While these RDA levels of vitamin and mineral consumption may be an absolute bottom line essential to avoid obvious diseases of deficiency such as scurvy or rickets, they are hardly adequate and do not reflect but a small portion of the nutrients contained in whole food, necessary for promotion of health and prevention of disease.
A Crisis in America: Obesity and Other Diseases in the Face of Malnutrition
The main focus of the American diet in recent years has become reducing fat and increasing carbohydrates in the diet. This stream of thought was intended to reduce the growing epidemic of obesity but over the crazy bulk review 20 years, obesity has risen into numbers that appear to be a crisis for Americans. In fact, over the past 20 years the number of adult Americans who are obese has risen by 60% to an unprecedented level of almost 35% of American adults being considered obese. A much worse situation is that a similar number of approximately 32% of American children qualify as overweight or obese. For the first time in American history, the life expectancy of these children may be lower than that of their parents or grandparents.
This has led to an epidemic of heart disease, diabetes and other weight related problems occurring in record numbers not only in adults but seen in children as young as 18 months of age. Additional diseases that may be related to a lack of appropriate nutrients other than simple vitamins in American diets may include a wide variety of conditions ranging from immune disorders implicated in conditions such as Rheumatoid Arthritis, Lupus and Cancer to psychiatric and neurological conditions such as ADHD, Autism and Depression.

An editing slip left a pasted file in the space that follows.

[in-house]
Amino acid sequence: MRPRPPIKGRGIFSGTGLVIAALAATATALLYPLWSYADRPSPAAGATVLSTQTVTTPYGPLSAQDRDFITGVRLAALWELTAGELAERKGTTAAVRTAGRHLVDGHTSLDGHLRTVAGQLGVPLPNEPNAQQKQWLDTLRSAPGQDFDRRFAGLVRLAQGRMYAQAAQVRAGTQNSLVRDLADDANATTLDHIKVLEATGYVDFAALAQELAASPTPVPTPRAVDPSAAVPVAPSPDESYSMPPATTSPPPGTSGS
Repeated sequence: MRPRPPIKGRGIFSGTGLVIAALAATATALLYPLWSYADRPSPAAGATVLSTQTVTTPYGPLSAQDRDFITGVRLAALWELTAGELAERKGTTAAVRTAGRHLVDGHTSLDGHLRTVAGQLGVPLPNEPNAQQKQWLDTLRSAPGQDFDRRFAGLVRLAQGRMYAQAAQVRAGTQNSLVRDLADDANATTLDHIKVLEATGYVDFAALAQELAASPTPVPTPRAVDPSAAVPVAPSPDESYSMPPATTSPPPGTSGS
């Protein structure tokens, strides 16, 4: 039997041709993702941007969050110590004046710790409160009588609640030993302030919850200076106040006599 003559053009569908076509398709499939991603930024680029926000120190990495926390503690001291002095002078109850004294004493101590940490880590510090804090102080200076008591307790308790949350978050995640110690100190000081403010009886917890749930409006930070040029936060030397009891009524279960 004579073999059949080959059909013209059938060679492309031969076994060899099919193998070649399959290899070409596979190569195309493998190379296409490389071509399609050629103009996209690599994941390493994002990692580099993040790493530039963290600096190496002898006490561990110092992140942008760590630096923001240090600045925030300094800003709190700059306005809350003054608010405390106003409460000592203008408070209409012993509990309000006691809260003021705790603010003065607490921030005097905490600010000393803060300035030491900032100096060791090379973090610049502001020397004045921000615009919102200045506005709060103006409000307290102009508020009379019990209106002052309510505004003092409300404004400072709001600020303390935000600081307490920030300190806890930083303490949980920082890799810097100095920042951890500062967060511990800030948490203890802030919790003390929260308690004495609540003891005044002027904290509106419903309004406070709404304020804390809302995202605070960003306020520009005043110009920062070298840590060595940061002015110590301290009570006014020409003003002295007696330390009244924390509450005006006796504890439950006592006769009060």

Most people believe that obesity occurs simply because people eat too much. While that is true in part, obesity also results from continuously consuming the wrong types of food. In the 1900s when Americans were consuming a largely natural, whole food diet directly from farm to table, obesity was an extremely rare occurrence.
As our diet has changed from an agrarian society’s nutrient rich food supply to the urbanized highly processed, artificial foods, our total food consumption has risen. This is in part because, though the body gets more calories from more food, it is still starved of nutrition causing one to eat even more. In addition, in our sedentary lifestyle our bodies actually need less food than when we lived and worked each day on the farm, yet we still eat more because of lack of proper nutrients, abundance of easily obtained processed food and other psychological conditions such as stress eating. In the end, America has become a nation of people who are obese but still malnourished and disease ridden.